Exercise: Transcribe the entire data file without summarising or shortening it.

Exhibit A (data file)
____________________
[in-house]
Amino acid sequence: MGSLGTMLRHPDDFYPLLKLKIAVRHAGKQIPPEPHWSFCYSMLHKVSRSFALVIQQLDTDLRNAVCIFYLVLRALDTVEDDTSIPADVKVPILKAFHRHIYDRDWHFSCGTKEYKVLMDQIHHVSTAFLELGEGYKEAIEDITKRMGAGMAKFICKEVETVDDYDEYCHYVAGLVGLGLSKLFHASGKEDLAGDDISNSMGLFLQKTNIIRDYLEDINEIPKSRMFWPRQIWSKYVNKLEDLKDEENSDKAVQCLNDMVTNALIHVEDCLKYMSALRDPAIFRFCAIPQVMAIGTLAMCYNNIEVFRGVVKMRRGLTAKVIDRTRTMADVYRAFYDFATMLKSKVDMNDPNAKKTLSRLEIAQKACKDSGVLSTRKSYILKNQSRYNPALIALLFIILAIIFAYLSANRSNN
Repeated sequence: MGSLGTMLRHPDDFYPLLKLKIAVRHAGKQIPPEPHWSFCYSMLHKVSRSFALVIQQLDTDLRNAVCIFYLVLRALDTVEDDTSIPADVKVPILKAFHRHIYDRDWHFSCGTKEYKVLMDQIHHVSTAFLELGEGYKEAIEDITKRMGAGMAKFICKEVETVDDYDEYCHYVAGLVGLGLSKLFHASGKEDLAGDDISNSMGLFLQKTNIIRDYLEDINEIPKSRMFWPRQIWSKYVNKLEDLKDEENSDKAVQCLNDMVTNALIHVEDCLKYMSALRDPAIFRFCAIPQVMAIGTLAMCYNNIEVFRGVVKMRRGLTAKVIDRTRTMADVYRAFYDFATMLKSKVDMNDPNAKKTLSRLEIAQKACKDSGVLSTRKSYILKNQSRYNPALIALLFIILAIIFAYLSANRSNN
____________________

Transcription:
[in-house]
Amino acid sequence: MGSLGTMLRHPDDFYPLLKLKIAVRHAGKQIPPEPHWSFCYSMLHKVSRSFALVIQQLDTDLRNAVCIFYLVLRALDTVEDDTSIPADVKVPILKAFHRHIYDRDWHFSCGTKEYKVLMDQIHHVSTAFLELGEGYKEAIEDITKRMGAGMAKFICKEVETVDDYDEYCHYVAGLVGLGLSKLFHASGKEDLAGDDISNSMGLFLQKTNIIRDYLEDINEIPKSRMFWPRQIWSKYVNKLEDLKDEENSDKAVQCLNDMVTNALIHVEDCLKYMSALRDPAIFRFCAIPQVMAIGTLAMCYNNIEVFRGVVKMRRGLTAKVIDRTRTMADVYRAFYDFATMLKSKVDMNDPNAKKTLSRLEIAQKACKDSGVLSTRKSYILKNQSRYNPALIALLFIILAIIFAYLSANRSNN
Repeated sequence: MGSLGTMLRHPDDFYPLLKLKIAVRHAGKQIPPEPHWSFCYSMLHKVSRSFALVIQQLDTDLRNAVCIFYLVLRALDTVEDDTSIPADVKVPILKAFHRHIYDRDWHFSCGTKEYKVLMDQIHHVSTAFLELGEGYKEAIEDITKRMGAGMAKFICKEVETVDDYDEYCHYVAGLVGLGLSKLFHASGKEDLAGDDISNSMGLFLQKTNIIRDYLEDINEIPKSRMFWPRQIWSKYVNKLEDLKDEENSDKAVQCLNDMVTNALIHVEDCLKYMSALRDPAIFRFCAIPQVMAIGTLAMCYNNIEVFRGVVKMRRGLTAKVIDRTRTMADVYRAFYDFATMLKSKVDMNDPNAKKTLSRLEIAQKACKDSGVLSTRKSYILKNQSRYNPALIALLFIILAIIFAYLSANRSNN